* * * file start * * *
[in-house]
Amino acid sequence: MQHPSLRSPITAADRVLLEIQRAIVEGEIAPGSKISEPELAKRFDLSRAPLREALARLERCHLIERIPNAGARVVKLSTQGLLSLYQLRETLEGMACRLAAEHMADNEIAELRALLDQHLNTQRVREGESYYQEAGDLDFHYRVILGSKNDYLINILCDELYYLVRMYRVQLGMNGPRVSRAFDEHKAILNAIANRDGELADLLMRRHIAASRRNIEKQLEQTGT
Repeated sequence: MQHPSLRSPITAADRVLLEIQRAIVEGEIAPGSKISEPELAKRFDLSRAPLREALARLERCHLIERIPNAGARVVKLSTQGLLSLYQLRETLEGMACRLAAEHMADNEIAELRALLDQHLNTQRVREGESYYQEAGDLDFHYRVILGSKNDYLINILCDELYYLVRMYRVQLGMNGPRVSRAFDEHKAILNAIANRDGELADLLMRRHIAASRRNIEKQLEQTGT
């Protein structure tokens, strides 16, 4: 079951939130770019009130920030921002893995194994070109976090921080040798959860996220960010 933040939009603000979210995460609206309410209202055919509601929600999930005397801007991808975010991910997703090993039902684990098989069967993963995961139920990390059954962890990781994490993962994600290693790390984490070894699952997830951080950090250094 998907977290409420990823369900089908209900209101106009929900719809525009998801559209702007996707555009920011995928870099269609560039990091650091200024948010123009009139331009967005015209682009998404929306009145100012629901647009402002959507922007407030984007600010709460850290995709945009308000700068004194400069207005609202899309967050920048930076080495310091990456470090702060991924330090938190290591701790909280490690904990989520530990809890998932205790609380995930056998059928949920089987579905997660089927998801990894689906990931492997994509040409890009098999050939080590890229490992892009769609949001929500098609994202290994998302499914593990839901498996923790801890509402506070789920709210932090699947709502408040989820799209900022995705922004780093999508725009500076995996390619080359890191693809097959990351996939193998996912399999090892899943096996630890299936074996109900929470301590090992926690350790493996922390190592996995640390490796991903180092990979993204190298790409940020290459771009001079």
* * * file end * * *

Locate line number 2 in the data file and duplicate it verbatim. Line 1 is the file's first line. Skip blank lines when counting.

Amino acid sequence: MQHPSLRSPITAADRVLLEIQRAIVEGEIAPGSKISEPELAKRFDLSRAPLREALARLERCHLIERIPNAGARVVKLSTQGLLSLYQLRETLEGMACRLAAEHMADNEIAELRALLDQHLNTQRVREGESYYQEAGDLDFHYRVILGSKNDYLINILCDELYYLVRMYRVQLGMNGPRVSRAFDEHKAILNAIANRDGELADLLMRRHIAASRRNIEKQLEQTGT